It started with a phone call. It was Justin Cohen from Jewish News with an idea for an awards event for Jewish schools.

Coincidentally we had been discussing a very similar idea. We agreed to join forces, with Jewish News reaching the community and Partnerships for Jewish Schools (PaJeS) working with schools and running the event. 

It is hard to believe that this was five years ago, and last week we celebrated our fifth and biggest Jewish Schools Awards.

During this time we have recognised outstanding and inspiring staff, and celebrated talent, expertise and dedication and the achievements of teachers, staff and volunteers.

The community is good at celebrating the outstanding achievements of our schools, as year on year they perform towards the top of the league tables. However, what we too often miss is that this excellence is only achieved due to the tireless efforts of those working in schools. The Jewish School Awards is the opportunity for parents, grandparents, students and even colleagues to say thank you.

Each year we ask for nominations in different categories at both primary and secondary levels. It is hard to express our excitement when nominations start pouring in. They are assessed, shortlisted, further references obtained and two panels of judges then select the finalists and the winners.

The aura in JW3 in the first year of the awards was indescribable as the community gathered to celebrate our wonderful teachers. So successful were they that a generous benefactor passed a note to me and Jonathan Goldstein, at the time the chair of PaJeS, to say he would like to increase the prize money, ensuring every finalist received £1,000 and each winner £5,000. The funds were to be spent on projects in the school. Now, five years on, we have numerous initiatives, run by some of our most innovative and inspirational teachers, and inspiring our children in different ways.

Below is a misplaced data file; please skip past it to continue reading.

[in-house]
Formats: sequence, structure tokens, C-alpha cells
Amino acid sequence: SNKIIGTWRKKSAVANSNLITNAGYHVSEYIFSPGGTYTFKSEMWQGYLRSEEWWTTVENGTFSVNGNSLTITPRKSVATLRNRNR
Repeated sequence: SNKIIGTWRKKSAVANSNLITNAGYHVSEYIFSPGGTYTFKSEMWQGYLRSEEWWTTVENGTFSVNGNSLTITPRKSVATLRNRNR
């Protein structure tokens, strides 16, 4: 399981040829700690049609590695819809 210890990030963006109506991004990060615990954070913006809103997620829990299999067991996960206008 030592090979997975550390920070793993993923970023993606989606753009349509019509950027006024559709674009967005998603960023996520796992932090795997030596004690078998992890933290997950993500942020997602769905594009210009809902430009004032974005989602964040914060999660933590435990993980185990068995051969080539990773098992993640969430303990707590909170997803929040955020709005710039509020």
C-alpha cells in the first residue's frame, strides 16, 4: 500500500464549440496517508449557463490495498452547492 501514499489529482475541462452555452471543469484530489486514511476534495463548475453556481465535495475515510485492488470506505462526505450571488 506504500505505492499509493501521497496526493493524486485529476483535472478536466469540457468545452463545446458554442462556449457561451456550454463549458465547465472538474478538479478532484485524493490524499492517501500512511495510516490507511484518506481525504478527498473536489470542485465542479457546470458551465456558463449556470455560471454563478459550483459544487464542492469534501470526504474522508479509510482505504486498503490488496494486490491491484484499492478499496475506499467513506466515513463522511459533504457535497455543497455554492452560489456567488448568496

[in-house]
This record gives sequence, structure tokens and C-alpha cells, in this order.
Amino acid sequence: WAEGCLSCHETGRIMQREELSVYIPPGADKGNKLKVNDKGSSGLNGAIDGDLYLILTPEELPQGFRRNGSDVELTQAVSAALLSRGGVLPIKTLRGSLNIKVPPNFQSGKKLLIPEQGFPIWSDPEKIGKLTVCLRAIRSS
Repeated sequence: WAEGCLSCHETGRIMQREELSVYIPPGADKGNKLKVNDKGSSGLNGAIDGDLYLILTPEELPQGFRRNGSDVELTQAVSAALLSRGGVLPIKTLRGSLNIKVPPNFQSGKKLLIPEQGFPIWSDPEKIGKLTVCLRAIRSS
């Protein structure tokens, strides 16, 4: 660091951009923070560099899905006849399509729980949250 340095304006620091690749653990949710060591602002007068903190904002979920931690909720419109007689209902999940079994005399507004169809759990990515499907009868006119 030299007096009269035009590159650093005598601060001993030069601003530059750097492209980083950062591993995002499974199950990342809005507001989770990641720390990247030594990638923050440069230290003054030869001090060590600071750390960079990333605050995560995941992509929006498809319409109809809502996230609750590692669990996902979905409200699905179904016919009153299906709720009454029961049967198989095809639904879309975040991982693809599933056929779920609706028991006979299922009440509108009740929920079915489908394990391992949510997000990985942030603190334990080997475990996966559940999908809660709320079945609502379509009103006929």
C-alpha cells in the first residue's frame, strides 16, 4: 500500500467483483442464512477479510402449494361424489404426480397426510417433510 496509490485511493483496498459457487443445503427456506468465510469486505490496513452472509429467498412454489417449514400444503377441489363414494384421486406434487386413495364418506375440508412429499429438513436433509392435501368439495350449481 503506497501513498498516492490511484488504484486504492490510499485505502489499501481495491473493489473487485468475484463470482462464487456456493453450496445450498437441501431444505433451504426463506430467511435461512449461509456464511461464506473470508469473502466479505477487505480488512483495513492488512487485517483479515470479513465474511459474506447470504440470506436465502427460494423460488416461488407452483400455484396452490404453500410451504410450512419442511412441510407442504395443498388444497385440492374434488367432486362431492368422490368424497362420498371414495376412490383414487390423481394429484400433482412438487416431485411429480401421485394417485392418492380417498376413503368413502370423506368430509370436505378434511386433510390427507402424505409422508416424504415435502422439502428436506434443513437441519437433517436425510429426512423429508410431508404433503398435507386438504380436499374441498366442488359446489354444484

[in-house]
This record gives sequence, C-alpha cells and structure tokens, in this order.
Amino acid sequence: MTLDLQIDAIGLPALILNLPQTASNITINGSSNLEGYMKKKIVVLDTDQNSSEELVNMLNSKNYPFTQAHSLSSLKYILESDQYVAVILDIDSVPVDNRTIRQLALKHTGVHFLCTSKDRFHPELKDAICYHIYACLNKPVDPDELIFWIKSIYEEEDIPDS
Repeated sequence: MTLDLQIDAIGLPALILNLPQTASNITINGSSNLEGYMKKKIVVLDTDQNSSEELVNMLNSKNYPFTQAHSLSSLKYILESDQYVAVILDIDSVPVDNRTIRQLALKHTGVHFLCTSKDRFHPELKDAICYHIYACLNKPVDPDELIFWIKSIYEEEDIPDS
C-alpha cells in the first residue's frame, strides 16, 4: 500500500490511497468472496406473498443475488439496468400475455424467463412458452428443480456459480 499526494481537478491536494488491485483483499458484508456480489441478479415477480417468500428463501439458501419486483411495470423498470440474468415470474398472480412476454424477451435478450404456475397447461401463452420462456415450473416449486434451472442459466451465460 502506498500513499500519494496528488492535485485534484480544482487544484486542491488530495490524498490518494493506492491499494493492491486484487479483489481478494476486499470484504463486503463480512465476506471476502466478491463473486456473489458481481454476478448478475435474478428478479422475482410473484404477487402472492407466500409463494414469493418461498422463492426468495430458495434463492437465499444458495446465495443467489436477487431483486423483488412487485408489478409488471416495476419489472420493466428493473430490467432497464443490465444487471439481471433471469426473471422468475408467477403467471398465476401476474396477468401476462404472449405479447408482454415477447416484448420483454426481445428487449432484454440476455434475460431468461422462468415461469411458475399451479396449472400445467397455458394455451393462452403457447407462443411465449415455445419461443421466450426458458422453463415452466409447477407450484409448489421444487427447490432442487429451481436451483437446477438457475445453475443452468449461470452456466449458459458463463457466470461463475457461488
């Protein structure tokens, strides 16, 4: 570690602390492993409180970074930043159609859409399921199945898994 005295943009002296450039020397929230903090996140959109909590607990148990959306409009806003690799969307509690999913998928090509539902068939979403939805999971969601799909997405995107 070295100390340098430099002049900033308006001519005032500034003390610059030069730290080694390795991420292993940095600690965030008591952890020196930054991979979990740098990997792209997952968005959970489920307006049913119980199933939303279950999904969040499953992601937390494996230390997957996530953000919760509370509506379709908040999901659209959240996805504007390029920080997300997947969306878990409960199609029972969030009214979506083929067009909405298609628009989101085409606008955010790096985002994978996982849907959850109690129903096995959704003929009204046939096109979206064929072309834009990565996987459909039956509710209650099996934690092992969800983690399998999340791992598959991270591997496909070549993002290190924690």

The awards would not have taken place without the generous support of our sponsors and the exceptional generosity of the Emmes Foundation and the Charles Wolfson Charitable Trust. In the second year, we had more than 350 nominations, double the first year. It was obvious that the awards were as important to the schools as they were to us, and important for boosting staff morale. This has become a fixture in the community’s calendar and, whereas at the first awards ceremony, the majority of nominations came from London schools, we were delighted that this year half the nominations came from northern schools.

Last year, the PaJeS board decided that for the fifth year the event had to be even bigger and better. We decided to host a dinner and, thanks to the generosity of the Genesis Philanthropy Group, introduced a new competition, the PaJeS Pitch: students would have the opportunity to bid for funding for an original idea for their school, with the finalists pitching their ideas to a panel on the evening. The night exceeded our expectations. As one teacher said: “Thank you so much for an incredible evening that I and the children will never forget. It was truly a highlight of my 18 years in education.”

It isn’t just the finalists who are recognised: each year we send certificates to every person nominated. It is wonderful to think that over the past five years PaJeS and Jewish News have helped to celebrate the achievements of hundreds of teachers.

In so doing we have shown our children perhaps the most important lesson of all – the importance of saying thank you.